Joe Overstreet’s experimental paintings from the early 1970s were made to be suspended from ceilings and tied to floors using a system of ropes and grommets. As a result, they occupy a good deal of three-dimensional space, and by design their shapes change every time they are installed, depending on how they are stretched out, draped, or crumpled. In some works, such as St. Expedite II and Untitled, both 1971, and Untitled, 1972, Overstreet has painted squares of canvas in solid colors—red, green, navy blue, deep purple—edged in contrasting stripes. Other works, such as the enormous Boxes, 1970, play with vibrant patterns of geometric abstraction but, at the same time, appear haunted by the ghosts of earlier, more figurative gestures. Others still, such as Purple Flight, 1971, are splattered with fast-flung drips of paint. Taken together, the fifteen paintings and six works on paper in this exhibition looked like the sails of a ship, kites, flags, or the flaps of a nomadic tribe’s tents. Such evocations and associations swirled around a dense matrix of further allusions—expressed in titles as well as in statements by the artist and the curator, Horace Brockington—to the histories of slavery and lynching in the American South, to free jazz and the Harlem Renaissance, and to the spiritual uses of objects and visual idioms in West African, Islamic, and American Indian traditions. The effect was a welcome whirlwind, unsettling established histories of who has made what kind of art, and why.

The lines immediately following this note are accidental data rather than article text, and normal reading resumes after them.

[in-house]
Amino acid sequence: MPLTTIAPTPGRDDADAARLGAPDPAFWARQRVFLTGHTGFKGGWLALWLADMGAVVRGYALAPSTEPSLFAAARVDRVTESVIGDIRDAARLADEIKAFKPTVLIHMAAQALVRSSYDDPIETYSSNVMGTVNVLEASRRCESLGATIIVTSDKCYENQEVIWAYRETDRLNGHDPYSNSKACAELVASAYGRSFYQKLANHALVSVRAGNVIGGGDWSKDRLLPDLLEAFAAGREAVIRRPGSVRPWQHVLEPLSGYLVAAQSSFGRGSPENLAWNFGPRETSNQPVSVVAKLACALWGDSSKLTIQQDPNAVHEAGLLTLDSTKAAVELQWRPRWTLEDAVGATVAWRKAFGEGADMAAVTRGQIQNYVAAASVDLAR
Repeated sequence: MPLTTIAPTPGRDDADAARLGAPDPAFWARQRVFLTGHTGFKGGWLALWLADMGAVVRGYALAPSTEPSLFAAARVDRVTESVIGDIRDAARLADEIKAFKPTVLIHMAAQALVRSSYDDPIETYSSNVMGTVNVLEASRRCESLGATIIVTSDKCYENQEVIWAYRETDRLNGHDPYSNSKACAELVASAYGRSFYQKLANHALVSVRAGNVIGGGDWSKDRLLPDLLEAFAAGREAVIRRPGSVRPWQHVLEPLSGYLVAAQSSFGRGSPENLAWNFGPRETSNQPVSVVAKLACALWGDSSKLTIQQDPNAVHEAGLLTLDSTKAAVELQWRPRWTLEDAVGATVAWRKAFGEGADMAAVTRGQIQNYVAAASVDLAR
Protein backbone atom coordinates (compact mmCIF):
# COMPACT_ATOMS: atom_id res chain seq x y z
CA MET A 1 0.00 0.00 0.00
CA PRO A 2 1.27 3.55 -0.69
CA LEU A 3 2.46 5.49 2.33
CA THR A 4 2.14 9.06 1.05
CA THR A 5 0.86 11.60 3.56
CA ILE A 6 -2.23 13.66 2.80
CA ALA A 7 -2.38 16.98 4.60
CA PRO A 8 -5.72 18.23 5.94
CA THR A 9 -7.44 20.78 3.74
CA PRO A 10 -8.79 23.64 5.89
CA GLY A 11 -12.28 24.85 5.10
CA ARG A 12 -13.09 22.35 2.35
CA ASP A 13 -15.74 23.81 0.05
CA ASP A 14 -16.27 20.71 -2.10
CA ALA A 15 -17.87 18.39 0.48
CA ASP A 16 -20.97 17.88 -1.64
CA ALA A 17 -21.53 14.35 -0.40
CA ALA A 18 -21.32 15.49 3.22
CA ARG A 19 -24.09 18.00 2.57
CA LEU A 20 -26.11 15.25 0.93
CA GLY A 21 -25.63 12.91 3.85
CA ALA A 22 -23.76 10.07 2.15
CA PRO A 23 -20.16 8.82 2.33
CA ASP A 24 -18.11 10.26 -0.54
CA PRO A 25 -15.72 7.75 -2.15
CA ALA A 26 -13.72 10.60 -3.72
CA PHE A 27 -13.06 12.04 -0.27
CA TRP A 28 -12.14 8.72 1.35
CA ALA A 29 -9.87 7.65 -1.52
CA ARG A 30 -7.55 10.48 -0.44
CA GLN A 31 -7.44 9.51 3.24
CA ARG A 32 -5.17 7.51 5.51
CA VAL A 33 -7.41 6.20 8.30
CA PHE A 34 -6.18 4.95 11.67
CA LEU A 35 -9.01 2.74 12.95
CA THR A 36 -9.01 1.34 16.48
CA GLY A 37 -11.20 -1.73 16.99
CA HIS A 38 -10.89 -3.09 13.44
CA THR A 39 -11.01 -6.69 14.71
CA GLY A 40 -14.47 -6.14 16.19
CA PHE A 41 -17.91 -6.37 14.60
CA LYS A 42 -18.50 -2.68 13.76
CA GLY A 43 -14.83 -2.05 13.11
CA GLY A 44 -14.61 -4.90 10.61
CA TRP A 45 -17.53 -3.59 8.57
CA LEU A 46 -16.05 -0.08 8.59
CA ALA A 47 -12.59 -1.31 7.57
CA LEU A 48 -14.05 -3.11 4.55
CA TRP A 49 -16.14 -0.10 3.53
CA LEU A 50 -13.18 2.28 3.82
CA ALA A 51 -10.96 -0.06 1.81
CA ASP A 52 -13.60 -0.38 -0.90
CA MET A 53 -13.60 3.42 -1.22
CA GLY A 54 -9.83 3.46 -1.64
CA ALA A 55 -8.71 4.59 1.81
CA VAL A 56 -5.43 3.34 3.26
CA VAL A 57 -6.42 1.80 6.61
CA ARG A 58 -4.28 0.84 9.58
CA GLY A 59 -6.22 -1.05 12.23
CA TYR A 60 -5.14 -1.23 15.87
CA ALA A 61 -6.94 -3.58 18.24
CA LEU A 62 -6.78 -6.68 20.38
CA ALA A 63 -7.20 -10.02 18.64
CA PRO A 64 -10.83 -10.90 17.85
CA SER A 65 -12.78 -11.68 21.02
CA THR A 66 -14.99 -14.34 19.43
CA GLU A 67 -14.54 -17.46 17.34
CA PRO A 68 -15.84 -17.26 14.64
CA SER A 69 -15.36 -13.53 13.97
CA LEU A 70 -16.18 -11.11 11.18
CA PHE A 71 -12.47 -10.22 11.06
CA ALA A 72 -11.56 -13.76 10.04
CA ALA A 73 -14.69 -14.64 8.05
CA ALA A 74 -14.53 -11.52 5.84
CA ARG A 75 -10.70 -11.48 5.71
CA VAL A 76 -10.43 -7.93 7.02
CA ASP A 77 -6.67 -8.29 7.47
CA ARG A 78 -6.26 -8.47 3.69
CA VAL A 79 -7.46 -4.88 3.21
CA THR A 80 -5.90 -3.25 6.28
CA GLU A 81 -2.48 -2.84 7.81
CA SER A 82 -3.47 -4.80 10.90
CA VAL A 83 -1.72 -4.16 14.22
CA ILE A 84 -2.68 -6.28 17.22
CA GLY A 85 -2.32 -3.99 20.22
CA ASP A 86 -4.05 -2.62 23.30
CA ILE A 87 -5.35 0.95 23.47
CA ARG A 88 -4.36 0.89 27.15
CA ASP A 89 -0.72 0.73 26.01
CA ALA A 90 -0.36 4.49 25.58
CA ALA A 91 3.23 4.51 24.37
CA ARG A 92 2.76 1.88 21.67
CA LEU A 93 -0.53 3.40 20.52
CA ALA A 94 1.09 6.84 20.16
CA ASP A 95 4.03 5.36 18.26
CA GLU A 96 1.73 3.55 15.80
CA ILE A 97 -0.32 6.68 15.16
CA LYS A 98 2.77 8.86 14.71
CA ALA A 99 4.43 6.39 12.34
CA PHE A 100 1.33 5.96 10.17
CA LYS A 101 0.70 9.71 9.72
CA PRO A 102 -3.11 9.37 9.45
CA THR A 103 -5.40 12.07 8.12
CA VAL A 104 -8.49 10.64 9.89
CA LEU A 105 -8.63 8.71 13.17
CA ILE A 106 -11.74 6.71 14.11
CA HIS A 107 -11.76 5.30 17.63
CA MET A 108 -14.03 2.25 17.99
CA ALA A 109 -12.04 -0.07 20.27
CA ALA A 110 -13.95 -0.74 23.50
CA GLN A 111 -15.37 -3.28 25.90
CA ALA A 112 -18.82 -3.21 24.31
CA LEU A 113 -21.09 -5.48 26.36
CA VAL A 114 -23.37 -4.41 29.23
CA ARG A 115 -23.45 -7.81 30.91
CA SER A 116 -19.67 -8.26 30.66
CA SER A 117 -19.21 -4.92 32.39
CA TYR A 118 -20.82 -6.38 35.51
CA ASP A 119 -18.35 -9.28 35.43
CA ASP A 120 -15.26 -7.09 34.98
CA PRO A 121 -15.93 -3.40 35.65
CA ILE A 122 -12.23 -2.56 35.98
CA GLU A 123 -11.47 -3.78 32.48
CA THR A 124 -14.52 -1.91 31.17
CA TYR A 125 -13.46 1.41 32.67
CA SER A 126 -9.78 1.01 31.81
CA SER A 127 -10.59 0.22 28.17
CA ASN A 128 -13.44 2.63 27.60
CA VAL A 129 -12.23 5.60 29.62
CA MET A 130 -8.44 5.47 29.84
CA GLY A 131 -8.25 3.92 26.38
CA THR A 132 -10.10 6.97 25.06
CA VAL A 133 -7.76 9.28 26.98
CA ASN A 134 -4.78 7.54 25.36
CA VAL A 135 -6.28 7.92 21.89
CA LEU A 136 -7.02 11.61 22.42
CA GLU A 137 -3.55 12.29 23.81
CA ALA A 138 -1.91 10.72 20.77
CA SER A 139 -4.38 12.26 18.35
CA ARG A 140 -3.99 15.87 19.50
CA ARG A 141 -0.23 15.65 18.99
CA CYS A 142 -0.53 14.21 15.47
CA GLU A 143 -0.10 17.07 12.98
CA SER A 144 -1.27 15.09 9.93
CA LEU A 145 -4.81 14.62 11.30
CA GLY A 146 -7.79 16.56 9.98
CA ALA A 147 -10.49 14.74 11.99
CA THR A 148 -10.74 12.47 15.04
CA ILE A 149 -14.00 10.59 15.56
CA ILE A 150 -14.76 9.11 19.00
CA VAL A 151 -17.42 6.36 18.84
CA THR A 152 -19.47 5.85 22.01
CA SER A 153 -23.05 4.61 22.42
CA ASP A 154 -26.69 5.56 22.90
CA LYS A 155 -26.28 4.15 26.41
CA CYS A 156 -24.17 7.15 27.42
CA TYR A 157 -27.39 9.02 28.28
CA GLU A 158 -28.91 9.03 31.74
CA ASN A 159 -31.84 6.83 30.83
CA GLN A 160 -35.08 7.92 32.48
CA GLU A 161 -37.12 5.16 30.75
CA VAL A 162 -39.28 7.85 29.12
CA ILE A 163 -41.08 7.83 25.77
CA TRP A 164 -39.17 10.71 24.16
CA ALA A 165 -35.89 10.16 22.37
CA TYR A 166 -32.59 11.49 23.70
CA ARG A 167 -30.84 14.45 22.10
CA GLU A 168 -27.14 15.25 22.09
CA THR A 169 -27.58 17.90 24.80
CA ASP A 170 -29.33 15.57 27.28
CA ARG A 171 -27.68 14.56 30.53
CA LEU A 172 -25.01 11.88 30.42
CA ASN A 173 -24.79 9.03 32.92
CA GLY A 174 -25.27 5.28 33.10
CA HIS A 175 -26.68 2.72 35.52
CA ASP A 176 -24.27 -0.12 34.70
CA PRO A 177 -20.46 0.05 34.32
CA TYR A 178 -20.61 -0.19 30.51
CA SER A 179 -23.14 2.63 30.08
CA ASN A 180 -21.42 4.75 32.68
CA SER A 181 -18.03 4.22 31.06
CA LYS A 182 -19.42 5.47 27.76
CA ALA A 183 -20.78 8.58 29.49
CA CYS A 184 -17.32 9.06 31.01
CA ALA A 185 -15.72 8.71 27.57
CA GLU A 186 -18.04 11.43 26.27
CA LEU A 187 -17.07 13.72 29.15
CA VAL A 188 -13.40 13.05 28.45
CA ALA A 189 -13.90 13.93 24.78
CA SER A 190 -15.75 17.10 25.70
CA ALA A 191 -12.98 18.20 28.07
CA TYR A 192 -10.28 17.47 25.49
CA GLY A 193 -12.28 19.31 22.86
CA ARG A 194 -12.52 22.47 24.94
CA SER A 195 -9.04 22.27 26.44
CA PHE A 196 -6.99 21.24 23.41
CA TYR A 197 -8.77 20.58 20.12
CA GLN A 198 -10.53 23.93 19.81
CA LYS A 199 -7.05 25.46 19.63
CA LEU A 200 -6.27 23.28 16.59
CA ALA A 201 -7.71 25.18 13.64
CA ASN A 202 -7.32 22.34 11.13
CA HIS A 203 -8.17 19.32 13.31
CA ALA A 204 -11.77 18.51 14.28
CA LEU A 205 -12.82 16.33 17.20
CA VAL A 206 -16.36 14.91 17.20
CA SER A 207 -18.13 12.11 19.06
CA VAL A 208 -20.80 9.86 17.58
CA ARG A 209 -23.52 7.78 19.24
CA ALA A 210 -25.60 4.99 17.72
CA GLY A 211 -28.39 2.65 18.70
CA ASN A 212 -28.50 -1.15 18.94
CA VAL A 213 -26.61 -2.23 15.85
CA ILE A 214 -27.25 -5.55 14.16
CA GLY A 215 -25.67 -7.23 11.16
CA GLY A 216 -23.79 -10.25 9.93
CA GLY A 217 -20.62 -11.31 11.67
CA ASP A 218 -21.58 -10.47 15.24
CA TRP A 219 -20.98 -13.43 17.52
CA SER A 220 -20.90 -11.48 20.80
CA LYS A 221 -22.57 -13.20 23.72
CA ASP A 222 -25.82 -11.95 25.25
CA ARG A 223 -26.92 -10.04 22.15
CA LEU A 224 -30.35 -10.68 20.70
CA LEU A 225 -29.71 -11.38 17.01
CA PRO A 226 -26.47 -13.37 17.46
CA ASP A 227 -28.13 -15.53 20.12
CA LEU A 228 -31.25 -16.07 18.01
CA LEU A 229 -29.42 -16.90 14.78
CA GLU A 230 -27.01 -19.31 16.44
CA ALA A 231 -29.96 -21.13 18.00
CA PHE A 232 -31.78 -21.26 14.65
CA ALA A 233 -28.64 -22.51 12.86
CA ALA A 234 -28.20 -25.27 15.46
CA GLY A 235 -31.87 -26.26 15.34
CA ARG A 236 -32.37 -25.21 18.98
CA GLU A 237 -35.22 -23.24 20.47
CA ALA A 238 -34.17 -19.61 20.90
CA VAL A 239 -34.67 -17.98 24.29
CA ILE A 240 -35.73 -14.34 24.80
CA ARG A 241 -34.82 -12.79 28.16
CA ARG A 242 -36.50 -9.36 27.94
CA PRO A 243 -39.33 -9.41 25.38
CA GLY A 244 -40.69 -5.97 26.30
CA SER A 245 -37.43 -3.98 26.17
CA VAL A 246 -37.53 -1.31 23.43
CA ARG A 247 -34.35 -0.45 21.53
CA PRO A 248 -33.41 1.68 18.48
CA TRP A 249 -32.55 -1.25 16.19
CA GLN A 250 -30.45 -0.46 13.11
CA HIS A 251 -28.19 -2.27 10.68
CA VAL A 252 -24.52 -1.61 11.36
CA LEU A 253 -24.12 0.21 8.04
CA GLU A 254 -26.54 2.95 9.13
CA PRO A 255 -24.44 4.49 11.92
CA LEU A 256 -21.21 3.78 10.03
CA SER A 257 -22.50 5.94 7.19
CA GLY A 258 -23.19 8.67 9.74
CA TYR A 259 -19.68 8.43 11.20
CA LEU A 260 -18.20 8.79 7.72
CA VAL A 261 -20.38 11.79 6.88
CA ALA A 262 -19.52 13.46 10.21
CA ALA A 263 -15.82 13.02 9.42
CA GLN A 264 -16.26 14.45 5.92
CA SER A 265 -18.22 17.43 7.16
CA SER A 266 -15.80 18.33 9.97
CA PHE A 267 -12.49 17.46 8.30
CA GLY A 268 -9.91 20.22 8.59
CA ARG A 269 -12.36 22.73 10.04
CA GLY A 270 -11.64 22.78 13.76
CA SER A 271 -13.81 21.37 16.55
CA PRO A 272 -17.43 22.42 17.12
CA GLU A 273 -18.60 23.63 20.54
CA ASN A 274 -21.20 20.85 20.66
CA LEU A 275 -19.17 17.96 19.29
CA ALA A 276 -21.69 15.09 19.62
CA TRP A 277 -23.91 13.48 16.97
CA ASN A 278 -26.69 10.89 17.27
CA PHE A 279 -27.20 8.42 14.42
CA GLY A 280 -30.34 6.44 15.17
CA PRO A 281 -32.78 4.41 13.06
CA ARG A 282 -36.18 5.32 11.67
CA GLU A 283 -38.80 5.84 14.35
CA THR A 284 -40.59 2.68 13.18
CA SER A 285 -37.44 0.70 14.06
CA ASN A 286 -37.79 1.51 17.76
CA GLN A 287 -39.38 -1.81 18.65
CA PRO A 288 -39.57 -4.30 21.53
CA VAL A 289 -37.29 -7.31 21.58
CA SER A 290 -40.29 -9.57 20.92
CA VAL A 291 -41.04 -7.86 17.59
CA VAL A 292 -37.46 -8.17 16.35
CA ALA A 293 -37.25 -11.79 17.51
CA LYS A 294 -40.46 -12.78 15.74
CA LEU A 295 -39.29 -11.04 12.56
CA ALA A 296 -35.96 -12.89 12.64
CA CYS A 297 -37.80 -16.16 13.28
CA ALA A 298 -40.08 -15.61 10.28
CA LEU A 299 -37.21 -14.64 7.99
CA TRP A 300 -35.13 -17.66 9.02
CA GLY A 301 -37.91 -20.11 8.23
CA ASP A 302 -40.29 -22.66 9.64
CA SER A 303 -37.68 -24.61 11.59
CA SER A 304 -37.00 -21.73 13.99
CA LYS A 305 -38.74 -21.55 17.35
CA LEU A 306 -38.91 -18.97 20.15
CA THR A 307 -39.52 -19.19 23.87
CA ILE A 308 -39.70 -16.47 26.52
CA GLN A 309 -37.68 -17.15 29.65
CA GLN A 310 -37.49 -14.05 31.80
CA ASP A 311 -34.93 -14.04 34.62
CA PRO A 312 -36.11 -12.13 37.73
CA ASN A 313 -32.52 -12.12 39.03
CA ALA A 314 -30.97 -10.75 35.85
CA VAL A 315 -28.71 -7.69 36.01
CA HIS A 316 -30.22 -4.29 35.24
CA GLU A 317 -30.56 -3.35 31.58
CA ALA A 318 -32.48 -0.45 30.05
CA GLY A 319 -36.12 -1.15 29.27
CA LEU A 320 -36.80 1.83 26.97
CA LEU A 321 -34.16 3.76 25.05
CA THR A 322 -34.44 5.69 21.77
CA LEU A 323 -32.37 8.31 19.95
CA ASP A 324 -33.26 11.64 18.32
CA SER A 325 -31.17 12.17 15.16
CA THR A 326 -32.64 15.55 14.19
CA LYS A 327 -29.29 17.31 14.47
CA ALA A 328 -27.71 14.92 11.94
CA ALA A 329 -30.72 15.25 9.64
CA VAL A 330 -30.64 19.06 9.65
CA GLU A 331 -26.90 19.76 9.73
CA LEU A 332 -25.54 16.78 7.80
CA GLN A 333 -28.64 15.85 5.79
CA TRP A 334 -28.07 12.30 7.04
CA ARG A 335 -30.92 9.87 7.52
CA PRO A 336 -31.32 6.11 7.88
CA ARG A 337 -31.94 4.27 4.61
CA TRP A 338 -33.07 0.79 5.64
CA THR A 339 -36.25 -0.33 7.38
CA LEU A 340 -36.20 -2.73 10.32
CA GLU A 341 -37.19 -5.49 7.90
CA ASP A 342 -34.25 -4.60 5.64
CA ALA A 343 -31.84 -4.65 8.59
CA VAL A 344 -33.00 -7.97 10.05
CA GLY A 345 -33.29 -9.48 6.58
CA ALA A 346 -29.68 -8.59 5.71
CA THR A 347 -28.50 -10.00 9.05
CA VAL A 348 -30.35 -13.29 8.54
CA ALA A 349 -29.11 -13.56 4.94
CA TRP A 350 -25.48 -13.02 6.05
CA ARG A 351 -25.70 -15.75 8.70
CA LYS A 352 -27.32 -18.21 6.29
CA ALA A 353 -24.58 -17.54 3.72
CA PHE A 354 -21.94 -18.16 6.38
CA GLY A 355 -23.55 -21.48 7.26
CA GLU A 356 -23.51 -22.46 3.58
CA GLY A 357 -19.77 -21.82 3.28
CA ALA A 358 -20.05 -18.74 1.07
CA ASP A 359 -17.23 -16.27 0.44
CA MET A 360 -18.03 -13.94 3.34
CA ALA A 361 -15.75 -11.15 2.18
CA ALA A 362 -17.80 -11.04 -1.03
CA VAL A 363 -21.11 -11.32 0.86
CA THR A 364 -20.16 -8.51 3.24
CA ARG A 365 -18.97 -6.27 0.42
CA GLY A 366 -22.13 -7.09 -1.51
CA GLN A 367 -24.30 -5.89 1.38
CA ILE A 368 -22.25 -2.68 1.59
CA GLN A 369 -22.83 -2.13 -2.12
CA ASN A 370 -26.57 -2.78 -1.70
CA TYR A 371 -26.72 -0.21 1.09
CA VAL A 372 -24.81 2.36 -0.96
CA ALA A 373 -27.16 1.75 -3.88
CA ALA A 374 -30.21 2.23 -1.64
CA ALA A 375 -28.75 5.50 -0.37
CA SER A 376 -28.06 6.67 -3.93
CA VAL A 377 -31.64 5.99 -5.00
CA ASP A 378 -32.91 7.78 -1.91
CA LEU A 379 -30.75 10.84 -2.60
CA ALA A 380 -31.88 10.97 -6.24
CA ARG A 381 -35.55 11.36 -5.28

Click here for more